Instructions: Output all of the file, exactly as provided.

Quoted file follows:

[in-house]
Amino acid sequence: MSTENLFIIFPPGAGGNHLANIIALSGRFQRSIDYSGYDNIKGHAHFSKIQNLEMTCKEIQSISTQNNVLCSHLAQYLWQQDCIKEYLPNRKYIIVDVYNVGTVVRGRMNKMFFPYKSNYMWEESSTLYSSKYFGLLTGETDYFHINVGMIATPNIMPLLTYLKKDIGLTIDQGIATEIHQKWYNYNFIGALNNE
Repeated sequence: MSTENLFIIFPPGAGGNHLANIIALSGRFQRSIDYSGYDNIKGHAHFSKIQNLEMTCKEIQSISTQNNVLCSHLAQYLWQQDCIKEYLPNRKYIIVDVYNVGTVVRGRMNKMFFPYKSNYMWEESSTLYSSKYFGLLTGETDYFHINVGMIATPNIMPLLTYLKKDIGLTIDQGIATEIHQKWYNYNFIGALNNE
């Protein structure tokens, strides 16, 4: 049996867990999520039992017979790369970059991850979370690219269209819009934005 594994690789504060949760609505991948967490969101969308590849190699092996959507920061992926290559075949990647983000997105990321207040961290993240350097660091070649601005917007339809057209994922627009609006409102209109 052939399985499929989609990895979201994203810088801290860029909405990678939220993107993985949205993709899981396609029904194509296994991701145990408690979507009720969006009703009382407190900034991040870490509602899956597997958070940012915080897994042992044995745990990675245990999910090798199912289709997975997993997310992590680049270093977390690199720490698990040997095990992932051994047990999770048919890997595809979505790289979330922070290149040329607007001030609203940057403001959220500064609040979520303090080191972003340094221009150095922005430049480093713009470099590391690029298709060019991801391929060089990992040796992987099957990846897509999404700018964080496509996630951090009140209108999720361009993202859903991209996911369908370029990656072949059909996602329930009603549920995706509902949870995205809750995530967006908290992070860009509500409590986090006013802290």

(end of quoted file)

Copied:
[in-house]
Amino acid sequence: MSTENLFIIFPPGAGGNHLANIIALSGRFQRSIDYSGYDNIKGHAHFSKIQNLEMTCKEIQSISTQNNVLCSHLAQYLWQQDCIKEYLPNRKYIIVDVYNVGTVVRGRMNKMFFPYKSNYMWEESSTLYSSKYFGLLTGETDYFHINVGMIATPNIMPLLTYLKKDIGLTIDQGIATEIHQKWYNYNFIGALNNE
Repeated sequence: MSTENLFIIFPPGAGGNHLANIIALSGRFQRSIDYSGYDNIKGHAHFSKIQNLEMTCKEIQSISTQNNVLCSHLAQYLWQQDCIKEYLPNRKYIIVDVYNVGTVVRGRMNKMFFPYKSNYMWEESSTLYSSKYFGLLTGETDYFHINVGMIATPNIMPLLTYLKKDIGLTIDQGIATEIHQKWYNYNFIGALNNE
């Protein structure tokens, strides 16, 4: 049996867990999520039992017979790369970059991850979370690219269209819009934005 594994690789504060949760609505991948967490969101969308590849190699092996959507920061992926290559075949990647983000997105990321207040961290993240350097660091070649601005917007339809057209994922627009609006409102209109 052939399985499929989609990895979201994203810088801290860029909405990678939220993107993985949205993709899981396609029904194509296994991701145990408690979507009720969006009703009382407190900034991040870490509602899956597997958070940012915080897994042992044995745990990675245990999910090798199912289709997975997993997310992590680049270093977390690199720490698990040997095990992932051994047990999770048919890997595809979505790289979330922070290149040329607007001030609203940057403001959220500064609040979520303090080191972003340094221009150095922005430049480093713009470099590391690029298709060019991801391929060089990992040796992987099957990846897509999404700018964080496509996630951090009140209108999720361009993202859903991209996911369908370029990656072949059909996602329930009603549920995706509902949870995205809750995530967006908290992070860009509500409590986090006013802290």